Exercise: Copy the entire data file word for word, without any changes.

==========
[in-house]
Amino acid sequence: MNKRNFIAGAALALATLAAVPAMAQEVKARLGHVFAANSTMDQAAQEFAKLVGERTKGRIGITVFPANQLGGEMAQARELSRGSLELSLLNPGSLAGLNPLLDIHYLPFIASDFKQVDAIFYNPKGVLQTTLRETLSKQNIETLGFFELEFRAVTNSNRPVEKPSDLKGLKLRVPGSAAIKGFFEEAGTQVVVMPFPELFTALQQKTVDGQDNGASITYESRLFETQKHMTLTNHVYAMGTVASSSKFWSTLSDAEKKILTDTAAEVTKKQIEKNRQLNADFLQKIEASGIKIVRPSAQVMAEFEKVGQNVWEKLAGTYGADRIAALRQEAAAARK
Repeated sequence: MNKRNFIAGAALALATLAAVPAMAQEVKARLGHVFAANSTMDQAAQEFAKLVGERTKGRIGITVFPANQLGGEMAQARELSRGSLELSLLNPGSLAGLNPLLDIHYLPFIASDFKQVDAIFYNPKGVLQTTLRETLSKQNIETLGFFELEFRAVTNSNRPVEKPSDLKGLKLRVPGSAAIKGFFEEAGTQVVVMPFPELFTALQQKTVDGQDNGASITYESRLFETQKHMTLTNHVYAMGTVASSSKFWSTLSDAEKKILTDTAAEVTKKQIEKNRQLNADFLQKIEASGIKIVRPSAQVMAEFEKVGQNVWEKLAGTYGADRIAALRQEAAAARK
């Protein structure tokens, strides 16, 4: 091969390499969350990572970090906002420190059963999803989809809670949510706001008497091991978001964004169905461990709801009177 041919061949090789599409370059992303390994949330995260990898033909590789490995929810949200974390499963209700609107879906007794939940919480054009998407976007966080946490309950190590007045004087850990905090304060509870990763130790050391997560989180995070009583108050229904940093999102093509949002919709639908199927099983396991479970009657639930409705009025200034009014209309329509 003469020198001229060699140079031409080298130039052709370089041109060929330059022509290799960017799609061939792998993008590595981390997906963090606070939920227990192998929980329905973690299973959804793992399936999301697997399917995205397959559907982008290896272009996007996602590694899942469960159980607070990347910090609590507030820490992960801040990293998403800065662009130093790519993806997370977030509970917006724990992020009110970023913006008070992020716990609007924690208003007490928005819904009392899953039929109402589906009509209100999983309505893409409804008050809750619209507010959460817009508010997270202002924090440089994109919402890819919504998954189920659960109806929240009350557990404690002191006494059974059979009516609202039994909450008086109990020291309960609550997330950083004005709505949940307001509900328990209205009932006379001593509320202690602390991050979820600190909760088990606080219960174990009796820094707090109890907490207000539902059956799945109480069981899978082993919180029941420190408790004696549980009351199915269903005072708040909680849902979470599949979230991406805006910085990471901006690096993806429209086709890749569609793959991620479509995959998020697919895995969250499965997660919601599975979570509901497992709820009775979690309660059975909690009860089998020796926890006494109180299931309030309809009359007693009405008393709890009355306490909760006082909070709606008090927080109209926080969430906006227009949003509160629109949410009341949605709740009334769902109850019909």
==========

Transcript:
[in-house]
Amino acid sequence: MNKRNFIAGAALALATLAAVPAMAQEVKARLGHVFAANSTMDQAAQEFAKLVGERTKGRIGITVFPANQLGGEMAQARELSRGSLELSLLNPGSLAGLNPLLDIHYLPFIASDFKQVDAIFYNPKGVLQTTLRETLSKQNIETLGFFELEFRAVTNSNRPVEKPSDLKGLKLRVPGSAAIKGFFEEAGTQVVVMPFPELFTALQQKTVDGQDNGASITYESRLFETQKHMTLTNHVYAMGTVASSSKFWSTLSDAEKKILTDTAAEVTKKQIEKNRQLNADFLQKIEASGIKIVRPSAQVMAEFEKVGQNVWEKLAGTYGADRIAALRQEAAAARK
Repeated sequence: MNKRNFIAGAALALATLAAVPAMAQEVKARLGHVFAANSTMDQAAQEFAKLVGERTKGRIGITVFPANQLGGEMAQARELSRGSLELSLLNPGSLAGLNPLLDIHYLPFIASDFKQVDAIFYNPKGVLQTTLRETLSKQNIETLGFFELEFRAVTNSNRPVEKPSDLKGLKLRVPGSAAIKGFFEEAGTQVVVMPFPELFTALQQKTVDGQDNGASITYESRLFETQKHMTLTNHVYAMGTVASSSKFWSTLSDAEKKILTDTAAEVTKKQIEKNRQLNADFLQKIEASGIKIVRPSAQVMAEFEKVGQNVWEKLAGTYGADRIAALRQEAAAARK
């Protein structure tokens, strides 16, 4: 091969390499969350990572970090906002420190059963999803989809809670949510706001008497091991978001964004169905461990709801009177 041919061949090789599409370059992303390994949330995260990898033909590789490995929810949200974390499963209700609107879906007794939940919480054009998407976007966080946490309950190590007045004087850990905090304060509870990763130790050391997560989180995070009583108050229904940093999102093509949002919709639908199927099983396991479970009657639930409705009025200034009014209309329509 003469020198001229060699140079031409080298130039052709370089041109060929330059022509290799960017799609061939792998993008590595981390997906963090606070939920227990192998929980329905973690299973959804793992399936999301697997399917995205397959559907982008290896272009996007996602590694899942469960159980607070990347910090609590507030820490992960801040990293998403800065662009130093790519993806997370977030509970917006724990992020009110970023913006008070992020716990609007924690208003007490928005819904009392899953039929109402589906009509209100999983309505893409409804008050809750619209507010959460817009508010997270202002924090440089994109919402890819919504998954189920659960109806929240009350557990404690002191006494059974059979009516609202039994909450008086109990020291309960609550997330950083004005709505949940307001509900328990209205009932006379001593509320202690602390991050979820600190909760088990606080219960174990009796820094707090109890907490207000539902059956799945109480069981899978082993919180029941420190408790004696549980009351199915269903005072708040909680849902979470599949979230991406805006910085990471901006690096993806429209086709890749569609793959991620479509995959998020697919895995969250499965997660919601599975979570509901497992709820009775979690309660059975909690009860089998020796926890006494109180299931309030309809009359007693009405008393709890009355306490909760006082909070709606008090927080109209926080969430906006227009949003509160629109949410009341949605709740009334769902109850019909």